Bottom-up control on PCZ: Primary Producers
Because of sea-ice, the timing and partitioning of spring primary production differs between the northern and southern shelves. In addition, the phytoplankton community shifts seasonally from one dominated by diatoms in the spring to one dominated by flagellates in the summer. This shift is driven, in part, by the seasonal drawdown of nutrients and increased water temperatures, both of which favor growth of flagellates. Studies in other sub-polar shallow shelf systems suggest that climate warming can result in shifts from diatoms to flagellates during the spring bloom when nutrients are high, and an overall reduction in the magnitude of the spring bloom leading to poorer quality food for LCZ. This can only be evaluated by synthesis of extant datasets.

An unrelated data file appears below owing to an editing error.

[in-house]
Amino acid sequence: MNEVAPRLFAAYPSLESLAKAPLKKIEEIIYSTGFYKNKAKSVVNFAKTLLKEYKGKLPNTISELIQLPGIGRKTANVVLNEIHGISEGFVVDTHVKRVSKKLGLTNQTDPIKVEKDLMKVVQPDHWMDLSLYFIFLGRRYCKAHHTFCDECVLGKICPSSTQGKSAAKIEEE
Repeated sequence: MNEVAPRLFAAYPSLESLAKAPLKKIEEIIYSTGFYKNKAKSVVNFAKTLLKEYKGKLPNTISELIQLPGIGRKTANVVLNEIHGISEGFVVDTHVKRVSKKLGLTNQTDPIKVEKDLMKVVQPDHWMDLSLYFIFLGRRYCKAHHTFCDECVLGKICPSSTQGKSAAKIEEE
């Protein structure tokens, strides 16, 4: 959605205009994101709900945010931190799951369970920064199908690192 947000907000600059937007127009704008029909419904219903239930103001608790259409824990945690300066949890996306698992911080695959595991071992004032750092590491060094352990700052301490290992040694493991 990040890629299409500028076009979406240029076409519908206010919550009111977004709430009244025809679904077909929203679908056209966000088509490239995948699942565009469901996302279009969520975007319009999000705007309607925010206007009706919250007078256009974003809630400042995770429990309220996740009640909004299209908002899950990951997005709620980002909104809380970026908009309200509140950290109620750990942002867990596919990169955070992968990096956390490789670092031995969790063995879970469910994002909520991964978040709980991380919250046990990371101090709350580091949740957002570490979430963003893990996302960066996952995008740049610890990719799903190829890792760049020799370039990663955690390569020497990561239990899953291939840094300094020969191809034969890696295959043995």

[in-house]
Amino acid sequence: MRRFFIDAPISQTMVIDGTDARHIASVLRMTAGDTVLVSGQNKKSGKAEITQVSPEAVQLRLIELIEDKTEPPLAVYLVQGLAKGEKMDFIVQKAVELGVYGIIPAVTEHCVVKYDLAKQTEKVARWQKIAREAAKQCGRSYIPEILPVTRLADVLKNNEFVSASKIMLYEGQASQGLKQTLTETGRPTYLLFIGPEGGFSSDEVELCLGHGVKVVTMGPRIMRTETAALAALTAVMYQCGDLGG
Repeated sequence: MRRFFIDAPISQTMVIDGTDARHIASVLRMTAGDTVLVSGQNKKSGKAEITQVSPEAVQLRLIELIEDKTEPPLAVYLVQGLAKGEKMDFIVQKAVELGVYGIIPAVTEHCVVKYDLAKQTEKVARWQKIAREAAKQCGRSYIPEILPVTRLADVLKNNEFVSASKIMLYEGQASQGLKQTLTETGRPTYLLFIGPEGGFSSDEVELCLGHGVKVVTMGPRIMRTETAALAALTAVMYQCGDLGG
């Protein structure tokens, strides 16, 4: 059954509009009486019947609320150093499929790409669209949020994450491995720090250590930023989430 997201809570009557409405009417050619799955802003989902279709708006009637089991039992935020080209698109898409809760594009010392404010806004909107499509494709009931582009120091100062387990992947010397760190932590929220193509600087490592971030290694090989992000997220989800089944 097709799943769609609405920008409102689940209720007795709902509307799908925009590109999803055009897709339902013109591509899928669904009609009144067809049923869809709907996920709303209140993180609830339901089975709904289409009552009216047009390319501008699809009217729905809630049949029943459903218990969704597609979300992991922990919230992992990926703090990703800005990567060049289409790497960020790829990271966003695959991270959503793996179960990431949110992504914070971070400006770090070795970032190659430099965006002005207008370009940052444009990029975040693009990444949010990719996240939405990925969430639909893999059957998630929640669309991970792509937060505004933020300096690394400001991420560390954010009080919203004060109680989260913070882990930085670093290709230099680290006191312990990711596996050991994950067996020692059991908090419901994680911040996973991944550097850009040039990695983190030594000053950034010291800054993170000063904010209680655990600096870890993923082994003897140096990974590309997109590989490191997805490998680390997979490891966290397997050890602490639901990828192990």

Hypothesis 2.1 LCZ size, distribution and standing stocks are controlled by the partitioning of primary production between the benthic and neritic ecosystems.
Hypothesis 2.2 LCZ size, distribution and standing stocks are controlled by the timing and duration of phytoplankton blooms rather than total annual primary production.
Question 2.1 Does temperature impact the relationships between phytoplankton composition, net primary production and its partitioning between benthic and neritic systems in the Bering Sea in a manner similar to other temperate / sub-polar coastal seas?
Question 2.2 Do multi-year periods of warm water temperatures reduce annual system NPP relative to multi-year cold periods, thereby reducing carbon and energy flow to higher trophics?
Question 2.3 Does increasing water temperature reduce the relative contribution of summer NPP to annual NPP and thus the overwintering success of higher trophic levels?
Question 2.4 How does increasing water temperature impact the fraction of primary production consumed by LCZ and euphausiids?